In early June, Donna Bilgore Robins stood on a patio in Beaver Creek, Colo., under a crystal-clear blue sky and tried to catch her breath.
With mountain vistas around her, Robins felt as if she was drowning. She gasped for air hungrily again and again.
Robins knew all too well what was happening. Something — some kind of plant? something in the mountain air? — had triggered her asthma, a lifelong condition.
She also knew she was in danger, even with a rescue inhaler at hand. “I don’t slowly get sick — I just drop,” said Robins, who with help from her husband was soon on the road to seek medical attention over 100 miles away at National Jewish Health in Denver, a leading hospital for people with respiratory conditions.
For people like Robins, 63, diagnosed with asthma as a young child, aging with this condition can be fraught with difficulty.
Death rates for older adults with asthma are five times that of younger patients, according to a new review of asthma among seniors. And medical complications are more common.
As the prevalence of asthma climbs in people 65 and older, more seniors will grapple with its long-term impact. Estimates vary, but up to 9 percent of older adults are thought to have asthma — a respiratory condition that inflames the lungs and interferes with breathing.
With the advance of years, physical changes take a toll. People’s lungs become less elastic, their chest walls more rigid, and the muscles that help power the respiratory system less strong, exacerbating breathing problems, explained Dr. Michael Wechsler, a professor of medicine and co-director of the Cohen Family Asthma Institute at National Jewish Health, and co-author of the new review.
Compromised vision, fine motor coordination and cognition can make it difficult for seniors to use inhalers correctly. Fewer than half of older adults with asthma do so, some research suggests, and many people on fixed incomes can’t afford these expensive medications, which can cost up to $300 a month.
With age, the immune system’s response to inflammation — a key contributor to asthma — becomes blunted, making it harder to fight off infections that can trigger asthma exacerbations.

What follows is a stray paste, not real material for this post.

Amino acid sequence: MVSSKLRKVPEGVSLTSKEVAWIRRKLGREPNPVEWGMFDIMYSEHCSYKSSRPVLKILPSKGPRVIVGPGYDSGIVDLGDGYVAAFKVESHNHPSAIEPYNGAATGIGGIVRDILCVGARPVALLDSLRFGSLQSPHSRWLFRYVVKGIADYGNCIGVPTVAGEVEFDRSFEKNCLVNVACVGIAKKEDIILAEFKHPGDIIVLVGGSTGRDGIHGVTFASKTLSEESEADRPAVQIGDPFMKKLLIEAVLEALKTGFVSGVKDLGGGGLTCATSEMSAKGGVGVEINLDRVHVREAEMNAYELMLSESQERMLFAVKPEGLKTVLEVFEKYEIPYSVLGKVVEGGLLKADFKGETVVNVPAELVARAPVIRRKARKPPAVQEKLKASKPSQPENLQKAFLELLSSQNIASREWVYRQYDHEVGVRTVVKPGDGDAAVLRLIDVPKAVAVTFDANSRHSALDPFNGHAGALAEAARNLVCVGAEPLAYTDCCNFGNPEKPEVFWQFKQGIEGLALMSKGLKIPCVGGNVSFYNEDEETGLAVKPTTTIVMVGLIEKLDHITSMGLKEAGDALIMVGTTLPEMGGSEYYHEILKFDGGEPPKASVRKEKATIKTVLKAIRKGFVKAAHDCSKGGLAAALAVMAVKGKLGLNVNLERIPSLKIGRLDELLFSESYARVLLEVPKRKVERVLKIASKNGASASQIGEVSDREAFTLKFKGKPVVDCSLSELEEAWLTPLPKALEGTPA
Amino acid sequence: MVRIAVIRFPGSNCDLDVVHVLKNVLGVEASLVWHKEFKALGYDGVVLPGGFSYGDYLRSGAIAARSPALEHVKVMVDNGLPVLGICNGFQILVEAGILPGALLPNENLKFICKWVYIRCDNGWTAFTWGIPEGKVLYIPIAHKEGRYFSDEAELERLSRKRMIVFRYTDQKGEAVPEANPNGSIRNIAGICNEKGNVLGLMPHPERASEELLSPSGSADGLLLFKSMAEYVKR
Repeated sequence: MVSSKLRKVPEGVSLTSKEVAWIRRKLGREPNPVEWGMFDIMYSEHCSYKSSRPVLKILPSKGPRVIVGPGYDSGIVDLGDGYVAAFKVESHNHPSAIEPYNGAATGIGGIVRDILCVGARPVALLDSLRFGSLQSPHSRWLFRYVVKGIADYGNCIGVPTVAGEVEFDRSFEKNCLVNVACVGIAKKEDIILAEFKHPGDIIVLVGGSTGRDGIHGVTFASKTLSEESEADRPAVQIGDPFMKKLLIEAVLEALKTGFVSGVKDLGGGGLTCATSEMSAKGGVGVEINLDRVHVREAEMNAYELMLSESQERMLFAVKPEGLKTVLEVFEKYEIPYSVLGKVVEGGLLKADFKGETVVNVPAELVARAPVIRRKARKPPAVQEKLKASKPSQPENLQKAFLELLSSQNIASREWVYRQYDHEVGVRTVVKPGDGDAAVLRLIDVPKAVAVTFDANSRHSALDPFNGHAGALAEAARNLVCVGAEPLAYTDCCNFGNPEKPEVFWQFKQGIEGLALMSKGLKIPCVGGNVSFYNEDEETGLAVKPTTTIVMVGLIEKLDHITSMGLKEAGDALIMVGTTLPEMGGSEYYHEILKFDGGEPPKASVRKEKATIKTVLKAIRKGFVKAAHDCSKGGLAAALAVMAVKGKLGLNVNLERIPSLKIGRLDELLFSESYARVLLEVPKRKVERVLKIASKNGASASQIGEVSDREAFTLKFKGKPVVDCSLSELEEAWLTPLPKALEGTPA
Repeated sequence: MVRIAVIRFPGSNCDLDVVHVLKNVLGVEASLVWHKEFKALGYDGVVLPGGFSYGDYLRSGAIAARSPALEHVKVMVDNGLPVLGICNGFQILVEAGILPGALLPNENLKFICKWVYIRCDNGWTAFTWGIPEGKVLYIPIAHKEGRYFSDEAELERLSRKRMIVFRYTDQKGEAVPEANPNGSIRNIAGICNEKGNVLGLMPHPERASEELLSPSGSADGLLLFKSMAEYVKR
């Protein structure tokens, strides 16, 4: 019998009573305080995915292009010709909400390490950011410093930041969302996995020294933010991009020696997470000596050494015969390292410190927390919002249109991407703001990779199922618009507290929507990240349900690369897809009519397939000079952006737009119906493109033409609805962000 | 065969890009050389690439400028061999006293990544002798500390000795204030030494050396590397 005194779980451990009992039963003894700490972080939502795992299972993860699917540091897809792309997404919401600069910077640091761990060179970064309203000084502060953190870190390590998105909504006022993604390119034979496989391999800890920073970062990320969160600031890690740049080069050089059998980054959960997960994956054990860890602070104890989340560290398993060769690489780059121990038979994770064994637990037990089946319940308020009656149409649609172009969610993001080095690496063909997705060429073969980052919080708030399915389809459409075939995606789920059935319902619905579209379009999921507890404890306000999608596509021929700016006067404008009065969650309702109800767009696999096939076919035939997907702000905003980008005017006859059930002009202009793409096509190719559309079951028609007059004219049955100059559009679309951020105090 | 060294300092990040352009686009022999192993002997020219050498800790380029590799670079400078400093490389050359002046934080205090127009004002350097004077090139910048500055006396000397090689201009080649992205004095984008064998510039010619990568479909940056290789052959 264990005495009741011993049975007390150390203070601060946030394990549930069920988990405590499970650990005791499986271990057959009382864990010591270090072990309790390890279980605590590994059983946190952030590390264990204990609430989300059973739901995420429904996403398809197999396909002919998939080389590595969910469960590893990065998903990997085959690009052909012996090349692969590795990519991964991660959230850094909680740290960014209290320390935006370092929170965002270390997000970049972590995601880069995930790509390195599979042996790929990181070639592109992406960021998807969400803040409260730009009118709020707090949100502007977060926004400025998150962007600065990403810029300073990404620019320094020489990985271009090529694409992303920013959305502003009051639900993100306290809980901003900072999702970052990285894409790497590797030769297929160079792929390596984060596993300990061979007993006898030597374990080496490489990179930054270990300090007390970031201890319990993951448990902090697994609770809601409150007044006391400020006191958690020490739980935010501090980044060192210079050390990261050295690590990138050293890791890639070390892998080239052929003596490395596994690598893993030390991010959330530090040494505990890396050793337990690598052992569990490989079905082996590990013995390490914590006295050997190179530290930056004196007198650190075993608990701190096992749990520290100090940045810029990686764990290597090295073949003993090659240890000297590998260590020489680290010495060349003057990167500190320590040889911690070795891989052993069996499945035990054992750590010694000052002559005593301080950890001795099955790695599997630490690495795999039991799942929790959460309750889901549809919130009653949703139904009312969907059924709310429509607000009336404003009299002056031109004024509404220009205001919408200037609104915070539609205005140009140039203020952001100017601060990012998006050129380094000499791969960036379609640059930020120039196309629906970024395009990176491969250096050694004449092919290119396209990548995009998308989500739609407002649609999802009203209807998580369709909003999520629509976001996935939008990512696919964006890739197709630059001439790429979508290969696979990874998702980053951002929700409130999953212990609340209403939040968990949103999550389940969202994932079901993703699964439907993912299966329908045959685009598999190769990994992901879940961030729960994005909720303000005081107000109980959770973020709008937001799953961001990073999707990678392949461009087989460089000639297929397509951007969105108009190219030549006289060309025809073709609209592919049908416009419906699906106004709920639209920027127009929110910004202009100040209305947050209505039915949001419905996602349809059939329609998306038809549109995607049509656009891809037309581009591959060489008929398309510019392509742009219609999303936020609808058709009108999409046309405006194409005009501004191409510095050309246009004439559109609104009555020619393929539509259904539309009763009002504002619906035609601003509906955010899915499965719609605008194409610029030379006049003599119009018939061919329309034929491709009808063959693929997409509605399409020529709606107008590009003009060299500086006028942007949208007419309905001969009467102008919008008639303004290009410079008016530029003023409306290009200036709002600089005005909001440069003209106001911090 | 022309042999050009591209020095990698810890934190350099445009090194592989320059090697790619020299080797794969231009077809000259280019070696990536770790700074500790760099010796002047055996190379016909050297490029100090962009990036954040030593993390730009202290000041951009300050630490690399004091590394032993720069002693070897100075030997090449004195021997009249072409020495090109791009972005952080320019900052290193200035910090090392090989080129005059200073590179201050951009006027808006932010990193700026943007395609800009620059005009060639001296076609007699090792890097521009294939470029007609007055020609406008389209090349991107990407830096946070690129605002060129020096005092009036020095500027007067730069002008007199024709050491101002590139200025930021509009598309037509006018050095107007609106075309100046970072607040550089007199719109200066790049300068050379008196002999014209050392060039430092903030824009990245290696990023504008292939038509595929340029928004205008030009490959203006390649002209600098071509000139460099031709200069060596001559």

Other biological changes, notably shifts in patterns of inflammation, may reduce older patients’ response to inhaled corticosteroids such as Advair or Flovent — medications that need to be taken daily to control inflammation.
“Either patients have more inflammation and they need higher doses or they have a different kind of inflammation and steroids may not work as well,” Wechsler said.
Then, there are other medical conditions such as chronic obstructive pulmonary disease, congestive heart failure and heart disease that can coexist with asthma and complicate diagnosis and treatment.
Research shows that older adults tend to prioritize other medical conditions over asthma, perhaps because they minimize symptoms and underestimate their impact, suggested Miichael Wolf, a professor of medicine at Northwestern University’s Feinberg School of Medicine in Chicago.
“Older adults have a tendency to ignore difficulties with breathing,” noted Dr. Rachel Taliercio, a pulmonologist at the Cleveland Clinic. “Instead of thinking this could be asthma, they think, ‘I’m overweight, I’m out of shape, I’m getting older, and this is normal at this time of life.'”